I read Tom Sawyer as a kid. I read all of his other works as an adolescent. That’s pretty much the way I operated, i.e. read everything by an author I discovered I liked.

  • Susie

    I agree with Michael. As a long term Youth Services librarian, I have long thought that publishers can be pretty narrow minded about where to place fiction. Titles that seem appropriate for and of interest to adults can end up placed in the YA genre just because they have a young protagonist.
    On the other hand, I also think that being a “YA author” can be liberating. YA authors have the advantage of being able to write for readers who are at a unique stage in life during which they have an ability and appetite for tackling complex, sophisticated, innovative and compelling narrative and literary styles while at the same time dealing with important themes and social and political issues. And they have the benefit of not having to bow down to the marketplace pressure to add lots of graphic sex, violence and language.
    It’s interesting to note that a recent study shows that 55% of young adult fiction is purchased by readers “18 or older, with the largest segment aged 30 to 44,” (Publishers Weekly, September 13, 2012); Publishers take note.

  • Susie

    By the way, David, thank you for taking me under your wing, and introducing me to the Oz books, Andrew Lang and the Fairy Books of many colors, Robert Heinlein and more. I, in turn, grew up to make a career out of introducing them and many more great books to young readers.

  • Susie,

    Thank you. In the interest of product placement, are you introducing them to BZRK? Are you? Are you?

  • PD Shaw

    For me it started with comic books, specifically Captain America (185) at the age of seven. The Red Skull, NAZIs, cliffhangers. For several years, going down to the newsstand on Sundays with my dad was a big highlight. And then somewhere in early Junior High discovering Tolkien, reading as much of that as I could find, reading the knockoffs, dozens of series about quests with dwarves and elves and magical items, until I realized how much derivative crap that was. Only Conan and Fafhrd and the Gray Mouser eventually stood out, which are sword & sorcery, not epic fantasy. I was never able to track down all of those books until much later.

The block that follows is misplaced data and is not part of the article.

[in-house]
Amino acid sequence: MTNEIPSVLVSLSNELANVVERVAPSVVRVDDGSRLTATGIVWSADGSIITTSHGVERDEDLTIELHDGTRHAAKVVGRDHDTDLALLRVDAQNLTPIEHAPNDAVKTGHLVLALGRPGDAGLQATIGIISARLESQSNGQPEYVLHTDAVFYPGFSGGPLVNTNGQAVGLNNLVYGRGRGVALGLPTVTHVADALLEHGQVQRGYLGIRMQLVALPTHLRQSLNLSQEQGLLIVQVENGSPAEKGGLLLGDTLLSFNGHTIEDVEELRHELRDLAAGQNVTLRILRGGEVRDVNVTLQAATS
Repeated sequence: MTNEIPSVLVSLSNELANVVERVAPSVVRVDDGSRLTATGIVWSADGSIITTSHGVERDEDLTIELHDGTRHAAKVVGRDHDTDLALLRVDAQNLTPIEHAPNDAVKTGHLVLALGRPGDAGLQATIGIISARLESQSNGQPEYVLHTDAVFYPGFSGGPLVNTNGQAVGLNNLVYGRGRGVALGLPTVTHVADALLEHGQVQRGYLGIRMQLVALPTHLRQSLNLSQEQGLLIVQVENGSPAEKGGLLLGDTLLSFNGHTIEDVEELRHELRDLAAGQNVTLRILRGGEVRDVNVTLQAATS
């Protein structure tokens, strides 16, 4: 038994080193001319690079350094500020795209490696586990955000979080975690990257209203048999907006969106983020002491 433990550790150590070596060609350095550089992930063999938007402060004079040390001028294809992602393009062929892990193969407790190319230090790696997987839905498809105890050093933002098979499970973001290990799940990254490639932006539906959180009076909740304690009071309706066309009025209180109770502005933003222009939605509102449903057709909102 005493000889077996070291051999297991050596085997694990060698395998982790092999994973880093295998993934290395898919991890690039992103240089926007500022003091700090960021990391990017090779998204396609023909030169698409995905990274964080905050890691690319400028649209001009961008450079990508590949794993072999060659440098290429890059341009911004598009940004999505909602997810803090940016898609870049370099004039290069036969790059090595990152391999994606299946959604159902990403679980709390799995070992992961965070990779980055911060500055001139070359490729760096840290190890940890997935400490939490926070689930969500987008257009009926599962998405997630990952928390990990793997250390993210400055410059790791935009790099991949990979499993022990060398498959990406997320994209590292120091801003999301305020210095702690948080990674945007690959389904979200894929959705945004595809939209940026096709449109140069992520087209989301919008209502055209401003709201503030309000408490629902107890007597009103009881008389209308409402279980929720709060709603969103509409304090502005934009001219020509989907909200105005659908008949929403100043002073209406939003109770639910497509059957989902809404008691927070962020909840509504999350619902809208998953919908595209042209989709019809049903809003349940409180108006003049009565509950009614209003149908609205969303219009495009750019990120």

Unfortunately, having taken my son to the comics book store a few times, comics aren’t made for seven year olds anymore. The stories are not self-contained and require too many years of background knowledge. Effort better put to videogames.

  • PD Shaw

    Zelazny’s Lord of Light is good Indian-infused sci-fi.

  • Andy

    My Dad read me Hardy Boys or Tom Swift every night as a child and also a lot of children’s adventure classics, like Swiss Family Robinson and Robinson Crusoe.

    Like PD, I later got into fantasy with Tolkein, the Conan books and especially Morcock’s Elric series. There was also a lot of sci-fi and cross-over stuff like McAffrey and Piers Anthony. For a time I was into “hard” science fiction like Larry Niven (Anyone who played “Halo” would recognize “Ringworld.”) Sometime in high school I started broadening my horizons and read Richard Brautigan, Tom Robbins and more off-beat stuff like that. I also read all the major “cyberpunk” books and continue to be a fan of Neil Stephenson although doesn’t write in the genre anymore.

    These days I sadly don’t read much for pleasure anymore. Between a job that requires a copious amount of reading and everything that comes with three young kids, I don’t have much time or energy.

  • michael reynolds

    Thanks for the link to BZRK. I forget who wrote that. Was it Defoe?

  • I thought it was Dafoe.

  • michael reynolds

    You know the problem with any lapse of memory is that when you’re staring at 60 everything is foreshadowing. I’ve had a lousy memory my whole life but now it’s all fraught.

  • You know the problem with any lapse of memory is that when you’re staring at 60 everything is foreshadowing.

    I was blessed with an excellent memory. So far it’s holding up but I’ve noticed it’s harder work to remember new things than old things. For example, I can quote lengthy passages of verse in English, French, and Russian but I find that I’m mislaying my keys more frequently.